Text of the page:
"My understanding is that this was a mock scenario put out as a training mission by the CHP," said Ralph Lochridge, a spokesman for the Drug Enforcement Agency in Los Angeles. Lochridge said he had no knowledge of any connection between the Sandinistas and the shoot-outs in California or Miami.
Traught said that during police interrogation following the gun battle, the two men had bragged that they had fought with the Sandinista rebel army in Nicaragua against the Somoza dictatorship in the late 1970s. The CHP may have picked up on that detail when drafting the bulletin, he said.
But, he added, "I have no evidence that these men are members of any kind of terrorist group. If you look at how they behaved that night, they are bumbling idiots, not professionally trained terrorists. This memo was loosely based on what happened here in this county and then embellished with this business about the Sandinistas."
Neither KNBC nor the public would have known anything about the CHP memo, except for the fact that a copy, which the CHP insists was never supposed to leave the department, was forwarded--the CHP says it doesn't know how--to the El Paso Intelligence Center. The El Paso center subsequently released parts of the CHP bulletin as "intelligence information" in its regular monthly briefing.
After receiving the bulletin from EPIC, the Metro-Dade Police Dept. in Miami issued it to its officers last month.
According to reporters in Miami, Spanish-language TV station WLTV obtained a copy of the Metro-Dade bulletin and, on Sept. 1, reported the contents of the memo along with an interview with a representative of the Contras in Miami, who corroborated the allegations in the bulletin.
Other Miami news media picked up the story the next day, and several television stations reported that Metro-Dade police believed the document to be authentic "intelligence information." Ralph Page, a former Metro-Dade police officer who is now an investigative reporter for WSVN-TV, NBC's Miami affiliate, said he explained to his audience that "intelligence information" could be "anything from the truth to a rumor overheard in a bar."
A source in the KNBC newsroom who did not want to be identified said that Channel 4 learned about the story from Miami stations WSVN and WTVJ. Noyes said that KNBC verified that the bulletin was an authentic CHP memo from several sources.
All of the KNBC reports said that "three members of the Sandinista National Liberation Front are in jail in San Luis Obispo," even though the third passenger arrested in the shoot-out had never been charged with the crime and had been free since last April.
Noyes acknowledged that the station erred on this point.
Fairness and Accuracy in Reporting and others have chastised KNBC for not including comments from either the Nicaraguan government or from Central American experts who could have challenged the allegations in the CHP bulletin, and for not following up the report with additional proof.
"I'm half Nicaraguan," said Lydia Brazon, spokeswoman for the Nicaraguan Cultural Center in Los Angeles, "and these kinds of lies affect all Nicaraguans living here. Imagine the panic that might have ensued in the whole Latino community when any two Latino men driving in a car suddenly become suspected terrorists."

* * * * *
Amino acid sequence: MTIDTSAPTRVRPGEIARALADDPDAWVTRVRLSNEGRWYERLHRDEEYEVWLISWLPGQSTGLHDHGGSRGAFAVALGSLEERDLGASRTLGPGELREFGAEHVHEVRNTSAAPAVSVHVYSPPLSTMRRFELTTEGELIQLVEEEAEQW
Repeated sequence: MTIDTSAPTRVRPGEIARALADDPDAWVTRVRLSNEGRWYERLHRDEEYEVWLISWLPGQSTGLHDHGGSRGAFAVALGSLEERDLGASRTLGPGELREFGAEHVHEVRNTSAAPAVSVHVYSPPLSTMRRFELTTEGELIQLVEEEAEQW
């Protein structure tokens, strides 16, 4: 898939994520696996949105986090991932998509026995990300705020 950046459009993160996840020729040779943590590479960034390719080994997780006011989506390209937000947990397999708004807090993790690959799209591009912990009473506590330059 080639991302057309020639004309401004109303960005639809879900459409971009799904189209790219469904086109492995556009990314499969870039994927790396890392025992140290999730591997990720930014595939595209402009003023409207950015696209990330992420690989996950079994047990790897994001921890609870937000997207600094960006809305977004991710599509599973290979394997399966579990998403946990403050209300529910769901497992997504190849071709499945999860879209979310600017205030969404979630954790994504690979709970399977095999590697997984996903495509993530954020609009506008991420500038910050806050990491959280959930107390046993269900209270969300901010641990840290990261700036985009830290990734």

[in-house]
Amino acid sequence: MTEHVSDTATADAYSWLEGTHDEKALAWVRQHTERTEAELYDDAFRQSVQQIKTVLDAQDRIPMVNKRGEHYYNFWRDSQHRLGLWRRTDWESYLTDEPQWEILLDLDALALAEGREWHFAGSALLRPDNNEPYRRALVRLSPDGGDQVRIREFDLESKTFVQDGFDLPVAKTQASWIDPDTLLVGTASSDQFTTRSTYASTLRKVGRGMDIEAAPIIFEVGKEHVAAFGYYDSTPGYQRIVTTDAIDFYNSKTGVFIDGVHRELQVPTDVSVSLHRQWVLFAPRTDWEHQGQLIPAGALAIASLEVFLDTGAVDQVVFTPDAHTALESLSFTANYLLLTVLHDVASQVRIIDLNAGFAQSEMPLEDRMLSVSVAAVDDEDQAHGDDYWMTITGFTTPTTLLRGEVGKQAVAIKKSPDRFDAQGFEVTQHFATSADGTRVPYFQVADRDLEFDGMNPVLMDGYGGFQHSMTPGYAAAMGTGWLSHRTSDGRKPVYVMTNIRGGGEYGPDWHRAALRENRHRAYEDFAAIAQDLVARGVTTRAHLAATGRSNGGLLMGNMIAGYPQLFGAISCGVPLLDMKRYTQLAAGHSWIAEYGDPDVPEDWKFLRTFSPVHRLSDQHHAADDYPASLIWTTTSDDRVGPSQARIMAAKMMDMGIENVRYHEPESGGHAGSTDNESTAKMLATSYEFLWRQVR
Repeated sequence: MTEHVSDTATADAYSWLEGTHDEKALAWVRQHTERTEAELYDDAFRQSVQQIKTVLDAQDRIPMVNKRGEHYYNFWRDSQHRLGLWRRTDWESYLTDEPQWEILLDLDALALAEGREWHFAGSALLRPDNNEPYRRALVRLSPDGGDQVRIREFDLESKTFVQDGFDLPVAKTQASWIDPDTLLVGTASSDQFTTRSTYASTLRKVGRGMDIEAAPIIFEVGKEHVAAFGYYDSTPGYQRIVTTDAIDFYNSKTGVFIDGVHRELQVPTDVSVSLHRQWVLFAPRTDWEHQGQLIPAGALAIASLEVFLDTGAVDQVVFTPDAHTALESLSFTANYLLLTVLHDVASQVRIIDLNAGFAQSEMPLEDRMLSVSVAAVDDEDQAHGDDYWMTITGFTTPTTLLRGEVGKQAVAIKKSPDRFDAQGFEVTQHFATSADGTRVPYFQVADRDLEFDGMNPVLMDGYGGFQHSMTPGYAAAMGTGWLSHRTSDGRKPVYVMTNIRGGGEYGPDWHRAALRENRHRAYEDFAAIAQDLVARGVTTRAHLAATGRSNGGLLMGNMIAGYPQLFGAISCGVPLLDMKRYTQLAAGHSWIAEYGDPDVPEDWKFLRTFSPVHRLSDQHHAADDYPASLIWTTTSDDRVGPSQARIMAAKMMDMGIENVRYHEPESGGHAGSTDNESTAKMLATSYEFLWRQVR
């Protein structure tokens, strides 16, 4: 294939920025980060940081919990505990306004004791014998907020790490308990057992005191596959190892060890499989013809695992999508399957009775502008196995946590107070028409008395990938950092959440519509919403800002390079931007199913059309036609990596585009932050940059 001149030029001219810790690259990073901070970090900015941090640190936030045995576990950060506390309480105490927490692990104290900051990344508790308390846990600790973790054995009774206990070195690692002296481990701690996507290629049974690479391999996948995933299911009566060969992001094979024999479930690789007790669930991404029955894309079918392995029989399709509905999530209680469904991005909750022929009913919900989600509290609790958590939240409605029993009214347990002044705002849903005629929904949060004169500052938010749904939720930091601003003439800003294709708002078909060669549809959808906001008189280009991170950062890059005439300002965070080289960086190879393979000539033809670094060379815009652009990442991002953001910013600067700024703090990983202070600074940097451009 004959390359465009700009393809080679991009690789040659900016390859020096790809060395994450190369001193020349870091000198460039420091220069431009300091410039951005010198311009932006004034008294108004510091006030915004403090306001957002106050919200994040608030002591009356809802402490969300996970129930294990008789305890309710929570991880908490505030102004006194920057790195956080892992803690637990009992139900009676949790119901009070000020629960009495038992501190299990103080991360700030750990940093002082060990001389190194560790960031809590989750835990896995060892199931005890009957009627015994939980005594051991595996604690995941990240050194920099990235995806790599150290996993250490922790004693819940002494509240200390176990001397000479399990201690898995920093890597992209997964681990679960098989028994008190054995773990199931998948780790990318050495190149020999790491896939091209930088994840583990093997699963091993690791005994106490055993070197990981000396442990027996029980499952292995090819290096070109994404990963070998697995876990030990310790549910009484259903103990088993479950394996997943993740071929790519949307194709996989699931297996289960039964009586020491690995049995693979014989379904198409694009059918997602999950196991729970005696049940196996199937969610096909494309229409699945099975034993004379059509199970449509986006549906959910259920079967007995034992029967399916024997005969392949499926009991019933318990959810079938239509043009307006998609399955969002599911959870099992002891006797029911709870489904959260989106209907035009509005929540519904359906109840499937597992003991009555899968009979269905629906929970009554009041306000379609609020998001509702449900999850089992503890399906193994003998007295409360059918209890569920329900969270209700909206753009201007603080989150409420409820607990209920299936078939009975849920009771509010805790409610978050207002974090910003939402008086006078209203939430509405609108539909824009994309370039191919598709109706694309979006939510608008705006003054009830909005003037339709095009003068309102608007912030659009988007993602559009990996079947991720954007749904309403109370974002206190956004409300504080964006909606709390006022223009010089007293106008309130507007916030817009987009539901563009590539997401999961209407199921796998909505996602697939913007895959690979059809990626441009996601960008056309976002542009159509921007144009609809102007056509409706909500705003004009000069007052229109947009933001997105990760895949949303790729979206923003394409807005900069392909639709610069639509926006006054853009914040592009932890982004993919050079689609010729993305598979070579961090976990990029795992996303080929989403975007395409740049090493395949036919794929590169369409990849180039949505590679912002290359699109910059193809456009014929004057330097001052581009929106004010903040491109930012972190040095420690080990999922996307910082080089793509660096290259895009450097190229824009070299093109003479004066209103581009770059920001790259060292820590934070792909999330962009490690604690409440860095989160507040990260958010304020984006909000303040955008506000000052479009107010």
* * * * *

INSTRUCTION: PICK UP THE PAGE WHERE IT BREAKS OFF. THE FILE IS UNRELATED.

Reports on the CHP allegations also aired Sept. 2 on CBS affiliates KXTV in Sacramento and KFMB in San Diego, and on KNBC's sister station in San Francisco, KRON, leading FAIR and other groups in San Diego, Berkeley and Los Angeles to charge that the story was part of a disinformation campaign designed to discredit the Nicaraguan government.
Channel 4's Noyes dismisses such charges. "I can assure you there was nothing political about our doing this story," Noyes said.
KRON-TV picked the story up from KNBC for its 11 p.m. newscast that evening, said Bob Rockstroh, KRON's 11 p.m. producer. Rockstroh said he asked his reporter to call news director Capra at KNBC, who, Rockstroh said, insisted that he had several sources confirming the story. KRON's reporter then called the CHP, which would neither confirm nor deny the report.
Rockstroh decided to go with the story but asked his reporter to lead with a disclaimer. "The first thing we said was, 'We don't know that this memo is worth the paper its printed on,' " Rockstroh said.
The next day, outraged members of the Nicaragua Information Center in Berkeley--another group that opposes U.S. policy in Central America--complained to the station that the story sounded "bizarre." If it were true, they asked, why hadn't any other media outlet in the Bay Area picked up on it?
KRON agreed to tape a response to the story from a spokesperson for the group, who questioned the veracity of the original report and labeled it a deliberate attempt to foster public antagonism toward Nicaragua. The 40-second response aired on KRON's afternoon newscast Sept. 3.
The Berkeley group also enlisted the aid of State Assemblyman Tom Bates (D-Oakland), who is looking into what his legislative aide called an "unnecessary and antagonistic" training memo.
"Assemblyman Bates believes that the idea that Nicaragua would target the CHP is preposterous and antagonistic," said Rachel Richman, his legislative aid in Berkeley. "He recognizes that the Highway Patrol needs to be properly trained to deal with all kinds of situations, but there is no need to use an exercise like this that can only serve to increase tension between the two countries."
Noyes said that Channel 4 would also do some further investigating into the background of the Escobar brothers to determine whether there is any reason to suspect they have any Sandinista affiliation.
A spokeswoman for KNBC said she did not know whether the station would respond to the criticism from FAIR and the other organizations. Capra, she said, will return from Korea following the conclusion of the Olympics this weekend.